Our country could profit from an honest debate about the future of Social Security. Judging from President Bush's State of the Union address, that is not the kind of debate we are about to have.
The president wants to use real but quite solvable problems in Social Security financing as an excuse for radical changes in the program. If Bush were to admit the simple fact that the shortfall in the Social Security trust fund is at most 0.7 percent of gross domestic product over the next 75 years, his alarmism would fall flat. So he has decided to exaggerate and mislead by way of frightening the American people, especially the young. It's bad politics, worse policy and a terrible shame.
(Larry Downing -- Reuters)
That is why you heard that loud chorus of "No's!" on Wednesday night that temporarily made the usually decorous House chamber sound like the more raucous British Parliament. Even Bush's foes and critics could not believe how far he was willing to go. "By the year 2042, the entire system would be exhausted and bankrupt," the president said at one point. Later, he offered a scene from "Nightmare on Independence Avenue" with the following scary thought: "If you've got children in their twenties, as some of us do, the idea of Social Security collapsing before they retire does not seem like a small matter. And it should not be a small matter to the United States Congress."
Bankrupt? Collapsing? That is nonsense. By 2042 (or 2052, according to the Congressional Budget Office), Social Security will still be able to pay between 70 and 80 percent of promised benefits -- which, because of wage indexing, would be higher in real terms than today's benefits.
Moreover, Bush was not willing to say in detail what he would do to solve the problem he kept harping on. Republicans clamoring for Democrats to put forward a Social Security plan might first ask their president, the man who says this matter is so urgent, to put forward a lot more specifics than he has.
Bush never said directly that he would propose cuts in future Social Security benefits. He hid behind past statements by former Democratic members of Congress to suggest that he was offering particulars without actually doing so. And some of those statements were opaque, as in: "Former congressman Tim Penny has raised the possibility of indexing benefits to prices rather than wages." You'd never know that the shift the former representative from Minnesota described would lead to a substantial cut in future benefits.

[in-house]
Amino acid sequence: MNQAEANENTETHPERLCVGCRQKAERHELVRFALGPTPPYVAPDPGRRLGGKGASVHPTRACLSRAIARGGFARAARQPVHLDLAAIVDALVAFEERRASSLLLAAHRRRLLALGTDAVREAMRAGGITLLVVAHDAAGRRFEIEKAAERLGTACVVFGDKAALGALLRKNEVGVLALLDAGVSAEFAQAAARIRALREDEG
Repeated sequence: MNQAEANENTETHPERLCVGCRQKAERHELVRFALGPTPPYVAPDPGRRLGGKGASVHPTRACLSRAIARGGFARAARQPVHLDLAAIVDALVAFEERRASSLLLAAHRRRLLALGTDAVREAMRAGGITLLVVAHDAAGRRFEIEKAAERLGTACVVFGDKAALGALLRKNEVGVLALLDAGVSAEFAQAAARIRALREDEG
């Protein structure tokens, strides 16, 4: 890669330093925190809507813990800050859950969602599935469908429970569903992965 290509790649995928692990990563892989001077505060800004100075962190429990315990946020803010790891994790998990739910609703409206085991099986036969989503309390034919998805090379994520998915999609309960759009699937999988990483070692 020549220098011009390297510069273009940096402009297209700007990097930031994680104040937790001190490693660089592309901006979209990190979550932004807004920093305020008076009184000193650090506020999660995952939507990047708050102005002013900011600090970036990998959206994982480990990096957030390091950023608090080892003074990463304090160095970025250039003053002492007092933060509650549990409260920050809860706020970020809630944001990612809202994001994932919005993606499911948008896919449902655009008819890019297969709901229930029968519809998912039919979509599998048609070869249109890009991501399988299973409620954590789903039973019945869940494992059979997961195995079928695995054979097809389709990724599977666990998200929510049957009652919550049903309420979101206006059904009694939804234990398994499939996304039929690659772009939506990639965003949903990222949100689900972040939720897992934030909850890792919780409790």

Nor did Bush mention that his plan to create private accounts would require large-scale government borrowing to cover the transition costs. (If the federal government collects less from the payroll tax by putting some of the money into private accounts, cash to pay current benefits has to come from somewhere.) The White House official briefer acknowledged before the speech that counting interest costs, the government would have to borrow $754 billion between now and 2015. Over the following 10 years, according to the Center on Budget and Policy Priorities, privatization would add more than $2.5 trillion to the debt. And by pulling some of the payroll tax out of the Social Security trust fund, Bush would actually bring closer the date by which the fund would stop showing a surplus.
The president insisted that "our children's retirement security is more important than partisan politics." Well, yes. But if the president were genuinely interested in a bipartisan compromise, he would put everything on the table -- including his own tax cuts that have added to the budget deficit. Consider that the cost of making Bush's tax cuts permanent is roughly three times the size of the Social Security shortfall over the next 75 years. Rolling back Bush's tax cuts just for those Americans who earn more than $350,000 a year would come close to covering the shortfall, according to the Center on Budget and Policy Priorities. It noted that the CBO's more modest estimates of the shortfall suggest that rolling back the tax cut for those high earners would more than cover the entire problem.
If President Bush believed that the Social Security situation was as dire as he says it is, wouldn't he be willing to revisit a part -- hey, a smidgen -- of his own tax cut? If he is not willing to do that, could it be that he doesn't really believe that the Social Security problem is as bad as he says it is? Are we to cut Social Security, create these private accounts and go further into debt just to make the world safe for all of Bush's tax cuts?